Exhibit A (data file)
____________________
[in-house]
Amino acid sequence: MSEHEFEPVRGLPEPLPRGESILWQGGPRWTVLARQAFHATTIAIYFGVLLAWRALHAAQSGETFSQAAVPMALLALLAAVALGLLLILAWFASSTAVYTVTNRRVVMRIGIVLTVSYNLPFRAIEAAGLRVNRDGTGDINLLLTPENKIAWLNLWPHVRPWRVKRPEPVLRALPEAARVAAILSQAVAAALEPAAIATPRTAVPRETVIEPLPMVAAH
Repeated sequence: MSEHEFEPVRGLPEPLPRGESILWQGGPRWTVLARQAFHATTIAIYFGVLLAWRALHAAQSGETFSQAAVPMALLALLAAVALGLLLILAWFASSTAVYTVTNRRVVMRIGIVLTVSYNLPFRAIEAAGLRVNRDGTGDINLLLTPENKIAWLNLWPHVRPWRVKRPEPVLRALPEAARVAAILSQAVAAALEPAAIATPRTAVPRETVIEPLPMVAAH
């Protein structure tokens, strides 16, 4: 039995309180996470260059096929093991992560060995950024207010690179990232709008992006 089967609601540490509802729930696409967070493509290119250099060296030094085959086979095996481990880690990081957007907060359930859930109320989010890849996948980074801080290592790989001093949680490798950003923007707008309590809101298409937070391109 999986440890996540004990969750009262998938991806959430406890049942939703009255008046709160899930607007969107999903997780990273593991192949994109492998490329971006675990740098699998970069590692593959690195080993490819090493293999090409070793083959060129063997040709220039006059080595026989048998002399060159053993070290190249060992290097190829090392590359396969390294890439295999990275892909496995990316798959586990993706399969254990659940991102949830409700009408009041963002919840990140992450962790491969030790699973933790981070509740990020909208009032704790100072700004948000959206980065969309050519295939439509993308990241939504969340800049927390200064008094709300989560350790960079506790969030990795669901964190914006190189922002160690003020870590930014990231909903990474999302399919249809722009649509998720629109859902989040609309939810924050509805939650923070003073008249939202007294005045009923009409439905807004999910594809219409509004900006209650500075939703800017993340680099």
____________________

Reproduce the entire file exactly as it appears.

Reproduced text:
[in-house]
Amino acid sequence: MSEHEFEPVRGLPEPLPRGESILWQGGPRWTVLARQAFHATTIAIYFGVLLAWRALHAAQSGETFSQAAVPMALLALLAAVALGLLLILAWFASSTAVYTVTNRRVVMRIGIVLTVSYNLPFRAIEAAGLRVNRDGTGDINLLLTPENKIAWLNLWPHVRPWRVKRPEPVLRALPEAARVAAILSQAVAAALEPAAIATPRTAVPRETVIEPLPMVAAH
Repeated sequence: MSEHEFEPVRGLPEPLPRGESILWQGGPRWTVLARQAFHATTIAIYFGVLLAWRALHAAQSGETFSQAAVPMALLALLAAVALGLLLILAWFASSTAVYTVTNRRVVMRIGIVLTVSYNLPFRAIEAAGLRVNRDGTGDINLLLTPENKIAWLNLWPHVRPWRVKRPEPVLRALPEAARVAAILSQAVAAALEPAAIATPRTAVPRETVIEPLPMVAAH
């Protein structure tokens, strides 16, 4: 039995309180996470260059096929093991992560060995950024207010690179990232709008992006 089967609601540490509802729930696409967070493509290119250099060296030094085959086979095996481990880690990081957007907060359930859930109320989010890849996948980074801080290592790989001093949680490798950003923007707008309590809101298409937070391109 999986440890996540004990969750009262998938991806959430406890049942939703009255008046709160899930607007969107999903997780990273593991192949994109492998490329971006675990740098699998970069590692593959690195080993490819090493293999090409070793083959060129063997040709220039006059080595026989048998002399060159053993070290190249060992290097190829090392590359396969390294890439295999990275892909496995990316798959586990993706399969254990659940991102949830409700009408009041963002919840990140992450962790491969030790699973933790981070509740990020909208009032704790100072700004948000959206980065969309050519295939439509993308990241939504969340800049927390200064008094709300989560350790960079506790969030990795669901964190914006190189922002160690003020870590930014990231909903990474999302399919249809722009649509998720629109859902989040609309939810924050509805939650923070003073008249939202007294005045009923009409439905807004999910594809219409509004900006209650500075939703800017993340680099």